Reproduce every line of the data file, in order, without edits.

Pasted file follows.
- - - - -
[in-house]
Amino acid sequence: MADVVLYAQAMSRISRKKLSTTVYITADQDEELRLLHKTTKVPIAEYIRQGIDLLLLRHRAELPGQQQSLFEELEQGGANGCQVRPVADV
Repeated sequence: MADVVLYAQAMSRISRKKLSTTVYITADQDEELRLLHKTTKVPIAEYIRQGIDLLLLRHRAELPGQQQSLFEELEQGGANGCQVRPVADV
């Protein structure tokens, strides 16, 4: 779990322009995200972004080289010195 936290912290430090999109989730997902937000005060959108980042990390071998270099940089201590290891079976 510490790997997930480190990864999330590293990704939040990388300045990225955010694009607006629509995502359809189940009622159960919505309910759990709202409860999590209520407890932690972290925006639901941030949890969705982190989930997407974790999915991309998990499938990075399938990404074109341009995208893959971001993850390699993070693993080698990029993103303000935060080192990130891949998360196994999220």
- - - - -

[in-house]
Amino acid sequence: MADVVLYAQAMSRISRKKLSTTVYITADQDEELRLLHKTTKVPIAEYIRQGIDLLLLRHRAELPGQQQSLFEELEQGGANGCQVRPVADV
Repeated sequence: MADVVLYAQAMSRISRKKLSTTVYITADQDEELRLLHKTTKVPIAEYIRQGIDLLLLRHRAELPGQQQSLFEELEQGGANGCQVRPVADV
């Protein structure tokens, strides 16, 4: 779990322009995200972004080289010195 936290912290430090999109989730997902937000005060959108980042990390071998270099940089201590290891079976 510490790997997930480190990864999330590293990704939040990388300045990225955010694009607006629509995502359809189940009622159960919505309910759990709202409860999590209520407890932690972290925006639901941030949890969705982190989930997407974790999915991309998990499938990075399938990404074109341009995208893959971001993850390699993070693993080698990029993103303000935060080192990130891949998360196994999220």